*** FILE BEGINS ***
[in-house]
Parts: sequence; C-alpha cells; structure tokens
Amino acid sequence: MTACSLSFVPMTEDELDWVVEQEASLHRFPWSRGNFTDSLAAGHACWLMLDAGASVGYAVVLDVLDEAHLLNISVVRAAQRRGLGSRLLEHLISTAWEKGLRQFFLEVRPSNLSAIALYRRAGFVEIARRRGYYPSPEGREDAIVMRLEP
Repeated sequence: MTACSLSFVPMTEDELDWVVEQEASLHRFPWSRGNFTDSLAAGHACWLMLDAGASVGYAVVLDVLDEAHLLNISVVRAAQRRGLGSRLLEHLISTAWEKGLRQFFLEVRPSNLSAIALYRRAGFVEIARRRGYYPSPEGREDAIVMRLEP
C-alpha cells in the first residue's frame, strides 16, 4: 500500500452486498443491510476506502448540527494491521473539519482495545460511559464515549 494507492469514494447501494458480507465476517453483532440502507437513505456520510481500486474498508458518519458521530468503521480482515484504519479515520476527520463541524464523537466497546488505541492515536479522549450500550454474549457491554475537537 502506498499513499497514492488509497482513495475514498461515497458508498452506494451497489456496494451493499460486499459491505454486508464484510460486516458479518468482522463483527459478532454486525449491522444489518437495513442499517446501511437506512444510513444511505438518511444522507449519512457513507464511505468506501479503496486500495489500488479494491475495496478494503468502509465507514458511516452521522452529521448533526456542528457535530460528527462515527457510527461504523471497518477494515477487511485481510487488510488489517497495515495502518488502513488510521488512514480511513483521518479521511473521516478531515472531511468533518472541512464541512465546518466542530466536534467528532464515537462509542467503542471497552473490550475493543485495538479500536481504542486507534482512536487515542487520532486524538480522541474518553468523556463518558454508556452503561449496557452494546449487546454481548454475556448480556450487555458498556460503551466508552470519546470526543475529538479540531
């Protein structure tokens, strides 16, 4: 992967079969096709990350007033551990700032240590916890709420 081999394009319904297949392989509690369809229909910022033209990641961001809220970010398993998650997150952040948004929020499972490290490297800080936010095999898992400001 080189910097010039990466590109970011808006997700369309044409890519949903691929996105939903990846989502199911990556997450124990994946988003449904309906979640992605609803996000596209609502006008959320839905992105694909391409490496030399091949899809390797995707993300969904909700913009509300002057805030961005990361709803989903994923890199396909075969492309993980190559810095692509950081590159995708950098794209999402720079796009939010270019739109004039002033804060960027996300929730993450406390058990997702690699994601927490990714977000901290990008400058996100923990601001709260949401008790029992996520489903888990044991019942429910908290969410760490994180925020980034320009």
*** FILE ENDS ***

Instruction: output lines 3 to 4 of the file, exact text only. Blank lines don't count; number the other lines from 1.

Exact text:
Amino acid sequence: MTACSLSFVPMTEDELDWVVEQEASLHRFPWSRGNFTDSLAAGHACWLMLDAGASVGYAVVLDVLDEAHLLNISVVRAAQRRGLGSRLLEHLISTAWEKGLRQFFLEVRPSNLSAIALYRRAGFVEIARRRGYYPSPEGREDAIVMRLEP
Repeated sequence: MTACSLSFVPMTEDELDWVVEQEASLHRFPWSRGNFTDSLAAGHACWLMLDAGASVGYAVVLDVLDEAHLLNISVVRAAQRRGLGSRLLEHLISTAWEKGLRQFFLEVRPSNLSAIALYRRAGFVEIARRRGYYPSPEGREDAIVMRLEP